My favorite part about the opening of hunting season is that I get to begin experimenting with new wild game recipes. But sometimes the best ideas and inspiration come at unexpected moments. While in Arkansas on a recent dove hunting weekend, my friend Jake Michael was in the kitchen chopping up some garlic and cleaning dove breasts. When I asked him what he was making he replied matter of factly: Dove Nuggets.
It couldn’t have been more simple, or more delicious, and I knew in that moment, as I popped a dove nugget into my mouth, that while we may not ever see these coming out of the drive-thru at McDonalds, I would always and forever be making dove nuggets in my home.
My friend Jake is a very intuitive cook, and as with most intuitive cooks he doesn’t write recipes down—he just has a general idea of how he wants things to go and then conveys that in general terms. But those cooks are sometimes the best kind—my grandmother was certainly that kind of cook. But, for those of you who want to try it, here is the recipe I put down after drawing the simple premise from Jake’s methods.
Give this a try, and be sure to share your favorite dove recipes with us in the comments.
Dove Nuggets 20 to 30 dove breasts, removed from the bone ½ gallon milk 4 eggs, beaten 3 tablespoons Worcestershire sauce 2 tablespoons hot sauce 6 gloves of garlic, minced Vegetable oil for cooking 2 cups flour 2 cups plain breadcrumbs 2 tablespoons oregano 2 tablespoons salt 1 tablespoon pepper 1 tablespoon red pepper flakes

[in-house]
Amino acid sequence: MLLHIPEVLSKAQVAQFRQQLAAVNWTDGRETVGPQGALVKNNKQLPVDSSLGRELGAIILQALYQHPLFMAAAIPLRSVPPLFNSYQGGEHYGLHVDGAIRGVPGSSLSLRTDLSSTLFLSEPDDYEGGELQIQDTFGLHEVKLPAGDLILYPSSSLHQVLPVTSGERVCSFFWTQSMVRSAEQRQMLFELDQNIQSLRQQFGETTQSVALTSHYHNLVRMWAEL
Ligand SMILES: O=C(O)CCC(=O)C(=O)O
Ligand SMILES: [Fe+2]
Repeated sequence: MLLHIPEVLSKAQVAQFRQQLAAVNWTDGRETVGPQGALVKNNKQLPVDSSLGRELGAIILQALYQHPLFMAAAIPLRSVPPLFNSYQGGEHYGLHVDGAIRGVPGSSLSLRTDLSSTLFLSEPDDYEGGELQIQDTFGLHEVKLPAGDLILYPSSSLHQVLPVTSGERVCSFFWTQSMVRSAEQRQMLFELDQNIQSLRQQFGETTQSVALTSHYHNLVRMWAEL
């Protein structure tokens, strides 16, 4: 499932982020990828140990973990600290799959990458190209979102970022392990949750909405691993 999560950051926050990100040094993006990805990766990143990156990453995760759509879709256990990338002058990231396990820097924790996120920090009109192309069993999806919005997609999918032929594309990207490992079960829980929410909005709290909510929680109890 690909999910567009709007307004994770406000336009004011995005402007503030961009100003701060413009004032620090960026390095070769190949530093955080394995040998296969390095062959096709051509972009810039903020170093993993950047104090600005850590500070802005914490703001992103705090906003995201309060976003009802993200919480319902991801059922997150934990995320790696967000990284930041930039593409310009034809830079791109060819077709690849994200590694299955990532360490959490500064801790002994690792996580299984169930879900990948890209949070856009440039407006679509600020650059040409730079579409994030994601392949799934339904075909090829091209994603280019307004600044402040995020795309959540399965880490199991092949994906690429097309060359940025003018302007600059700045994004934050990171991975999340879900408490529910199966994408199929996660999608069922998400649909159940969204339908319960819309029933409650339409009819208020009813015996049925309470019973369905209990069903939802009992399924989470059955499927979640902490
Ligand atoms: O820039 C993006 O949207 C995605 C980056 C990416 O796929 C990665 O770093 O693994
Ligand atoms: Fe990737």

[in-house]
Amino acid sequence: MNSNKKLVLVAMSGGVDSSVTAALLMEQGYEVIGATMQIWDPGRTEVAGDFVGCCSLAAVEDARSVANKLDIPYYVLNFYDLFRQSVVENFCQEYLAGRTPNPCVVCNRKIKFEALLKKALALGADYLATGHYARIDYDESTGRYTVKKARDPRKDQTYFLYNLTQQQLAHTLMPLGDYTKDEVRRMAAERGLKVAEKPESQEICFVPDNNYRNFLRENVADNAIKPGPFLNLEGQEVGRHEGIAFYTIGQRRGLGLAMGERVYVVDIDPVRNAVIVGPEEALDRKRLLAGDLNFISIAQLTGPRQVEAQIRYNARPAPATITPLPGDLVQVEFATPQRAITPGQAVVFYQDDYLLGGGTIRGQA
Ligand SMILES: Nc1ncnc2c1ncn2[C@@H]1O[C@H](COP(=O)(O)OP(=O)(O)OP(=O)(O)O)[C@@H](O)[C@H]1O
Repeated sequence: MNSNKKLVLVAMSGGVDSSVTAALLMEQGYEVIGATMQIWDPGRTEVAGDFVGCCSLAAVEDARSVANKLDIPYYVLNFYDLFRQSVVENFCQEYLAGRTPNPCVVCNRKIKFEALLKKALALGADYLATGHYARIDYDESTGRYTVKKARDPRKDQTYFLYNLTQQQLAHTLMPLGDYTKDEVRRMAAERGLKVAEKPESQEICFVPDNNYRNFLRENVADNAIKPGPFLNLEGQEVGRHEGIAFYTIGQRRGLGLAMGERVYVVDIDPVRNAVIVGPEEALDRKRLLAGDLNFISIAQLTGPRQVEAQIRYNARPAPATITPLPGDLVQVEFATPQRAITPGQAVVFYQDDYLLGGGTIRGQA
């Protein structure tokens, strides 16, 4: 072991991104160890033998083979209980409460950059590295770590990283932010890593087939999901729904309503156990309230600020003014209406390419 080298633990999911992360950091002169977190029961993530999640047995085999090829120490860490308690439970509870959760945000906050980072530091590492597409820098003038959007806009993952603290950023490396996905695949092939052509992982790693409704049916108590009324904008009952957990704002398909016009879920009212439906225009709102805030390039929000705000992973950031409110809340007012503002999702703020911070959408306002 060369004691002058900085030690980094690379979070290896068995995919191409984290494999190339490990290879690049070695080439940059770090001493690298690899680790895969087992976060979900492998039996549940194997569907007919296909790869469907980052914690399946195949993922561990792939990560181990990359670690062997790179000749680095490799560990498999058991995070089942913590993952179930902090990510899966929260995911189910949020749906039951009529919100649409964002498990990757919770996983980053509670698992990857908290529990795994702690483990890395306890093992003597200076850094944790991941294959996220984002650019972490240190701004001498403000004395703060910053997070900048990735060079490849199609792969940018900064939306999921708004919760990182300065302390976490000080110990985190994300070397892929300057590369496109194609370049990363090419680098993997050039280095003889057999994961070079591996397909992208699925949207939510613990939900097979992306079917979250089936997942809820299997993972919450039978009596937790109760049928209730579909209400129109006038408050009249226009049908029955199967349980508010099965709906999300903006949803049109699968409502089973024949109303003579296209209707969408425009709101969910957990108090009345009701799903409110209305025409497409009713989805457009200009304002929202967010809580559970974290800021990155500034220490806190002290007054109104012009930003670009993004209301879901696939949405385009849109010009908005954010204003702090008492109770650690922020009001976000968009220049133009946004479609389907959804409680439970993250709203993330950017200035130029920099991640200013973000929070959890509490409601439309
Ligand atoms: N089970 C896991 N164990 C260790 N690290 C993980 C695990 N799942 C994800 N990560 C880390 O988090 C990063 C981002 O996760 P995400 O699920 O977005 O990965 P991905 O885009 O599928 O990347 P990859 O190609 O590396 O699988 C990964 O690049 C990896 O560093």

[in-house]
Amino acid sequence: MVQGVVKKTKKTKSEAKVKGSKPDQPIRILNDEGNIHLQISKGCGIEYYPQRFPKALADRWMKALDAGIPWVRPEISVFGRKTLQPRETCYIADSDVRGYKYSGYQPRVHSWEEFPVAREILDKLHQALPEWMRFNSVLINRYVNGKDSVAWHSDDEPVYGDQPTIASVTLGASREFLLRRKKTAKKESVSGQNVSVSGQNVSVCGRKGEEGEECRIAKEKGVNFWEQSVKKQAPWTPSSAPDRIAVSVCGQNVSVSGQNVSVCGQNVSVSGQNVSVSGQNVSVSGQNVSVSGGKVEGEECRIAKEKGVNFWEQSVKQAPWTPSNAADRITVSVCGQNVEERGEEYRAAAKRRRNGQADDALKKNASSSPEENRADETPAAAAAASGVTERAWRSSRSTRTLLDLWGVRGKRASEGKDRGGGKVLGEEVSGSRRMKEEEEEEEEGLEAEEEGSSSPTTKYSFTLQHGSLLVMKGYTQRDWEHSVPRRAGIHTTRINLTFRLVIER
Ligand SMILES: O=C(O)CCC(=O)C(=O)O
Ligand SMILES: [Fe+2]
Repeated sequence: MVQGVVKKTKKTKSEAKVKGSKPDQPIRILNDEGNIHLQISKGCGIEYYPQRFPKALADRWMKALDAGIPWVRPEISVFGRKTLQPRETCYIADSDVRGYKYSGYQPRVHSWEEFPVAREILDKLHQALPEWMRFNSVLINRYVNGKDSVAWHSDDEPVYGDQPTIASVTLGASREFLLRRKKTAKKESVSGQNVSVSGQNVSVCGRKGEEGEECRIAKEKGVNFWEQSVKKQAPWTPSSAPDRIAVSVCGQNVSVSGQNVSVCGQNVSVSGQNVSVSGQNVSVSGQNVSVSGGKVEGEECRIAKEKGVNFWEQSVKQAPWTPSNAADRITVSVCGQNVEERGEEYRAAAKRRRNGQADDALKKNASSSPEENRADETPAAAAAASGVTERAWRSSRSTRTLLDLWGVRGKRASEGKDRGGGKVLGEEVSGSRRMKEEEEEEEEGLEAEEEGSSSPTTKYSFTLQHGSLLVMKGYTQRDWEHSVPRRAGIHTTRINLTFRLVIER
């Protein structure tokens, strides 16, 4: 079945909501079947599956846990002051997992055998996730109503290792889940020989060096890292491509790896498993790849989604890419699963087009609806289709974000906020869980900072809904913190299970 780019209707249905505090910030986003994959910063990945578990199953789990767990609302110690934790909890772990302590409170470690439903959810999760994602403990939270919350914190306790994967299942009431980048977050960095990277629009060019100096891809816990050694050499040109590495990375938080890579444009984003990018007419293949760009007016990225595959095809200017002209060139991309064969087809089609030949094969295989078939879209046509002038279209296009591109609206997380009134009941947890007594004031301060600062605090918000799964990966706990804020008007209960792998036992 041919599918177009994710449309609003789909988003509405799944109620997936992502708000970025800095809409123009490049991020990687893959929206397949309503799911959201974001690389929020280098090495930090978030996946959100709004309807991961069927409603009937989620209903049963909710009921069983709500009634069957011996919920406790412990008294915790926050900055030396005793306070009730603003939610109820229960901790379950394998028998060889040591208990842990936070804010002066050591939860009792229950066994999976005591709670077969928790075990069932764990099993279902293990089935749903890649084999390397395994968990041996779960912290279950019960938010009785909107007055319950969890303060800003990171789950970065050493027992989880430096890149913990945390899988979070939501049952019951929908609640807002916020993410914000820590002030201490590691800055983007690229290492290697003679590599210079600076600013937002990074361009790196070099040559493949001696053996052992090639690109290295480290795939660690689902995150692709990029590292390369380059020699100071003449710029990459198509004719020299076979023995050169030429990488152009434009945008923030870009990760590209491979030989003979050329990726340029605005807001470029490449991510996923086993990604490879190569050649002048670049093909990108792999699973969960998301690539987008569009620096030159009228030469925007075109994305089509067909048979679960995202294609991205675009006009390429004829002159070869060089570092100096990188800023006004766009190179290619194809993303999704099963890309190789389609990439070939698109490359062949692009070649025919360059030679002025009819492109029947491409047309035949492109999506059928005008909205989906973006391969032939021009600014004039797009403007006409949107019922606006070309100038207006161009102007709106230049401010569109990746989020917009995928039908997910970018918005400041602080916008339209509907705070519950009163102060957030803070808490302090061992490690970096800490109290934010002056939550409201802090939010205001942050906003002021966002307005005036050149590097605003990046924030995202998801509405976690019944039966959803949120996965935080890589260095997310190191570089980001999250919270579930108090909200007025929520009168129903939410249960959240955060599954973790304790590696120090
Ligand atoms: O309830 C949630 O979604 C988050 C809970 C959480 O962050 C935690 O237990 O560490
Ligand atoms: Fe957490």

1. In a medium bowl, add the dove breasts and cover with the milk, eggs, Worcestershire, hot sauce and garlic. Cover in plastic and let sit overnight in the refrigerator.
2. When ready to serve, heat vegetable oil in a skillet or pot, enough so that it fills the sides of the skillet by at least three inches.
3. In a medium bowl add flour, breadcrumbs, oregano, salt, pepper and red pepper flakes and stir.
4. Remove one dove breast at a time from the milk with a slotted spoon and dip into the flour and breadcrumb mixture until it is uniformly covered.
5. Dip one side of the breast into the hot oil to see if it immediately sizzles. If it doesn’t, wait for the oil to get hotter, ideally 250 degrees F on a thermometer. Keep testing with the same dove breast until it sizzles, then add more breaded dove breasts, enough to cover the bottom of the pot. Once one side of the breast is golden brown, turn it over and cook the other side until golden brown, about 5 to 7 minutes total.
6. Cover a plate with paper towel. Remove the breasts from the pot with a fork or slotted spoon and place on the paper towel. Sprinkle all sides with salt and pepper. Repeat until all of the dove breasts are cooked and serve immediately. Serve with your favorite barbecue dipping sauce.